American Airlines' debt rating downgraded deeper into 'junk'

Fitch Ratings has lowered its rating on debt issued by AMR Corp., the Fort Worth-based parent company of American Airlines, deeper into "junk" territory, citing the collapse in global demand for air travel.

Analyst William Warlick said that the travel downturn has eroded the airline's flow of cash "at a time when the airline faces substantial fixed obligations and declining unrestricted cash balances."

At the beginning of the year, many hoped that lower jet fuel prices and reductions in passenger capacity would drive Fort Worth-based AMR to a profitable year. But the severity of the drop in demand for travel will offset much of the fuel savings, Warlick said. Meanwhile, the company has some significant debt obligations coming, including $5.3 billion in loans that come due between 2009 and 2011.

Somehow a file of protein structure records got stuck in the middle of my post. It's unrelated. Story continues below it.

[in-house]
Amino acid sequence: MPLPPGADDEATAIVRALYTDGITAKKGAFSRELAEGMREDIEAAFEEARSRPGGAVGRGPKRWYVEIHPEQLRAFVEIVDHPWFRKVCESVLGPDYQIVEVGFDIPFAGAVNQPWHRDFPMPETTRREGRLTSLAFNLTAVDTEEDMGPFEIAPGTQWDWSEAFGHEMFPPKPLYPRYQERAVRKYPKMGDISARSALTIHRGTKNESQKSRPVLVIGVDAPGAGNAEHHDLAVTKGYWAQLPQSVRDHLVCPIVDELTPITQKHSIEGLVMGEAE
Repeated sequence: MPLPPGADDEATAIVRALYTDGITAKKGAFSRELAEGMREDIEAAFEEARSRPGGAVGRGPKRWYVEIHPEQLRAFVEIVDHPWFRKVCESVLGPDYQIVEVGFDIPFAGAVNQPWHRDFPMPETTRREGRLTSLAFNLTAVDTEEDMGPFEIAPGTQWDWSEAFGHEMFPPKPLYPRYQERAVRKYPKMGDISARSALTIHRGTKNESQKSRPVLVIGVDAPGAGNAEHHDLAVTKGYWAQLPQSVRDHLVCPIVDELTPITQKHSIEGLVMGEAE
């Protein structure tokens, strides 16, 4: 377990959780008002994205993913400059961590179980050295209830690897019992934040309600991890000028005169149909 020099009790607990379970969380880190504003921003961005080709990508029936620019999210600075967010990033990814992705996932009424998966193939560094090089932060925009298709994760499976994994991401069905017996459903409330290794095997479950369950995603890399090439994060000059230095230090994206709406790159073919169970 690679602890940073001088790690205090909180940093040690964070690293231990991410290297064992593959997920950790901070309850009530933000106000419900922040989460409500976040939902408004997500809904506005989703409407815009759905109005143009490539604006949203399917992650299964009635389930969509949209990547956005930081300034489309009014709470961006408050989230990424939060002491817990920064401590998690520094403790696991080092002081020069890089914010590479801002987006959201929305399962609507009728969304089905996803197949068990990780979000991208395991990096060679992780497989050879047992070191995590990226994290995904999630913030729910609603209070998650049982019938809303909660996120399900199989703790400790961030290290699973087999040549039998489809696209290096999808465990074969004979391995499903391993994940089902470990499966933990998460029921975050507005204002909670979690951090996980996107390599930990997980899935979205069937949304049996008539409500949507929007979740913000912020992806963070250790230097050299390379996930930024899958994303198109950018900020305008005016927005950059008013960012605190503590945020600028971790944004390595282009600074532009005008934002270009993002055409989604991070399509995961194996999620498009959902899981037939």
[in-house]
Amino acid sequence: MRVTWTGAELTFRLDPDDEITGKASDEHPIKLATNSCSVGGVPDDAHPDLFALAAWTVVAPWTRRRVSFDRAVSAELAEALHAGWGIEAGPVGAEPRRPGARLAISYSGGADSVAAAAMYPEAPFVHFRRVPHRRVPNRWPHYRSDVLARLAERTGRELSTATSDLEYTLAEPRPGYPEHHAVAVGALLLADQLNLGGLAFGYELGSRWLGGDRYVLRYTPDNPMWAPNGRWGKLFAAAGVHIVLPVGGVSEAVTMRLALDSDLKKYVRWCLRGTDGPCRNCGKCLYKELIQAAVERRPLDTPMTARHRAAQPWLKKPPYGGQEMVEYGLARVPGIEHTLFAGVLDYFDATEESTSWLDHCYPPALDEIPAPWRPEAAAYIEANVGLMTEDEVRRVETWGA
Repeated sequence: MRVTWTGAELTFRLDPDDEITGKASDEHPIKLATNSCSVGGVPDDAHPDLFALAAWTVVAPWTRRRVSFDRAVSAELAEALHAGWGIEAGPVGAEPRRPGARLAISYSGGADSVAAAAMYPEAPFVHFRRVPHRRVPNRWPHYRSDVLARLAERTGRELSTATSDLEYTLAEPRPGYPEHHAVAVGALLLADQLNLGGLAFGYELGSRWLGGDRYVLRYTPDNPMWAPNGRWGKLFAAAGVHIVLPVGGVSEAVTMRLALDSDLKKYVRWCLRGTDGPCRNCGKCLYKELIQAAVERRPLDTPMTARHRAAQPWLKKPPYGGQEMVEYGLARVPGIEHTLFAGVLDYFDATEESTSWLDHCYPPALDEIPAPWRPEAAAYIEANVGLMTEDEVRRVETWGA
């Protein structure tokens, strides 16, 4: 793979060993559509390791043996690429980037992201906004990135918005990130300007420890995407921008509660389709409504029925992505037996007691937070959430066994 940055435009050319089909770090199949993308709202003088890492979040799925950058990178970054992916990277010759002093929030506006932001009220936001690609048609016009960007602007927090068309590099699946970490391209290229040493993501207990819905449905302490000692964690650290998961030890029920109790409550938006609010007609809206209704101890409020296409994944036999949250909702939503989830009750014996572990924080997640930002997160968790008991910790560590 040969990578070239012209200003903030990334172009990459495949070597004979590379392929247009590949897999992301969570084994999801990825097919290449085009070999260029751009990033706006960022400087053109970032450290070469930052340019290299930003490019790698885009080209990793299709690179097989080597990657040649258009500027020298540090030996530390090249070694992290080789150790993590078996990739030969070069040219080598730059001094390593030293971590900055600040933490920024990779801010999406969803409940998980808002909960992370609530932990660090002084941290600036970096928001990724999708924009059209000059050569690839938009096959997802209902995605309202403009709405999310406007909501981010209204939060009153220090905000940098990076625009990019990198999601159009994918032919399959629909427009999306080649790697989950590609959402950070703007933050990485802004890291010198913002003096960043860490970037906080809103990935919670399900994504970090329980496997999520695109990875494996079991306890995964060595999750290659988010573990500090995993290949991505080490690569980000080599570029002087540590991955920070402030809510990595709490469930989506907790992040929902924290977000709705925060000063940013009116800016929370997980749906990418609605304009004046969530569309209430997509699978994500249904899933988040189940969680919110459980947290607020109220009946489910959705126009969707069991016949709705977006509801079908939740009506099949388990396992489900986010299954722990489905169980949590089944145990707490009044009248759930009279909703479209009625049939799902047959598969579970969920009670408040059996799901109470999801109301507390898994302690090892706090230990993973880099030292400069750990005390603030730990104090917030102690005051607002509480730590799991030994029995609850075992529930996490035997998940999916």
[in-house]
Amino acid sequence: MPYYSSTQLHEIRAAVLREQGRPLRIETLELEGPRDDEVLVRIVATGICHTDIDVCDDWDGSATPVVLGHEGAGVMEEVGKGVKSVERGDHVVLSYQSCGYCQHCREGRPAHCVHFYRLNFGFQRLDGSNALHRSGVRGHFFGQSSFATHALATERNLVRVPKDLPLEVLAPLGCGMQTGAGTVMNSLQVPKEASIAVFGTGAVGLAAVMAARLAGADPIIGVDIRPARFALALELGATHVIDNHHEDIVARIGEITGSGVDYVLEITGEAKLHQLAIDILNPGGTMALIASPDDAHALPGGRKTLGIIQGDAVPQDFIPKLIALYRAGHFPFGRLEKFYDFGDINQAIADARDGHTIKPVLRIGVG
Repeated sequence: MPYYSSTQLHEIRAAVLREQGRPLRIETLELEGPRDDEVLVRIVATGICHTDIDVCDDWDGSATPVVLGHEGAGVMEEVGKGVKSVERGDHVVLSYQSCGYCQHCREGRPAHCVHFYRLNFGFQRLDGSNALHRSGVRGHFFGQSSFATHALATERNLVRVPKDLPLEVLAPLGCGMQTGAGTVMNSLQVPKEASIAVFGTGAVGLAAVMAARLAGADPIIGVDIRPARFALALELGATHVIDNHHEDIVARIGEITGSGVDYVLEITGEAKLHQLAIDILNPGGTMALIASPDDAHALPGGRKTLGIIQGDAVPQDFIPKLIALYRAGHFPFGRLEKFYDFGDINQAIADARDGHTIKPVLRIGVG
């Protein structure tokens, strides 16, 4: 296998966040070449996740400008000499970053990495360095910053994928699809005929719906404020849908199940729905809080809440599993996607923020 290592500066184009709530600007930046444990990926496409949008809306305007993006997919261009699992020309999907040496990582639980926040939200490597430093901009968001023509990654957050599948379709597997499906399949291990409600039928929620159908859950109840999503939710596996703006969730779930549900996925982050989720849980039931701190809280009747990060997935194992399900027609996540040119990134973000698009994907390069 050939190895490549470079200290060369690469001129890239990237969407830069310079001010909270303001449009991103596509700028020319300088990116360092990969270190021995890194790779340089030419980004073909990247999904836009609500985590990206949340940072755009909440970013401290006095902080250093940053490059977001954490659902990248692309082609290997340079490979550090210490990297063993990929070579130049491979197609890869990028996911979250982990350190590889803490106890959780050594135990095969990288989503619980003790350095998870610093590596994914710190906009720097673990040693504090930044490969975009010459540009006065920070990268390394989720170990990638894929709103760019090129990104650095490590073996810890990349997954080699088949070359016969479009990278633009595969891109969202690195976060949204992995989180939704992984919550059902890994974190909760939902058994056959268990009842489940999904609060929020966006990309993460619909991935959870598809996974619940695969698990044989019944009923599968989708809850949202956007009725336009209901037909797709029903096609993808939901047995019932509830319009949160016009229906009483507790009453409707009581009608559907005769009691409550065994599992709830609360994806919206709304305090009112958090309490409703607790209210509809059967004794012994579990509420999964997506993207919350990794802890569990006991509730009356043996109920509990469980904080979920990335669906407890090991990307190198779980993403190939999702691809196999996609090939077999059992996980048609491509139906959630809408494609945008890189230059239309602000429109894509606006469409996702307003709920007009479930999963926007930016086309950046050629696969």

AMR still has assets it could use to raise money, including the American Eagle regional carrier, airplanes and its AAdvantage frequent flier program. But Warlick said there is no guarantee that the assets would be enough to meet future obligations.

The rating downgrade could make it more difficult, and expensive, for AMR to borrow money in the future or refinance its current debt portfolio.

The entire airline industry is struggling with the sharp decline in travel, particularly among lucrative business fliers. Many analysts now predict that AMR will lose money this year despite the savings from the drop in oil prices.

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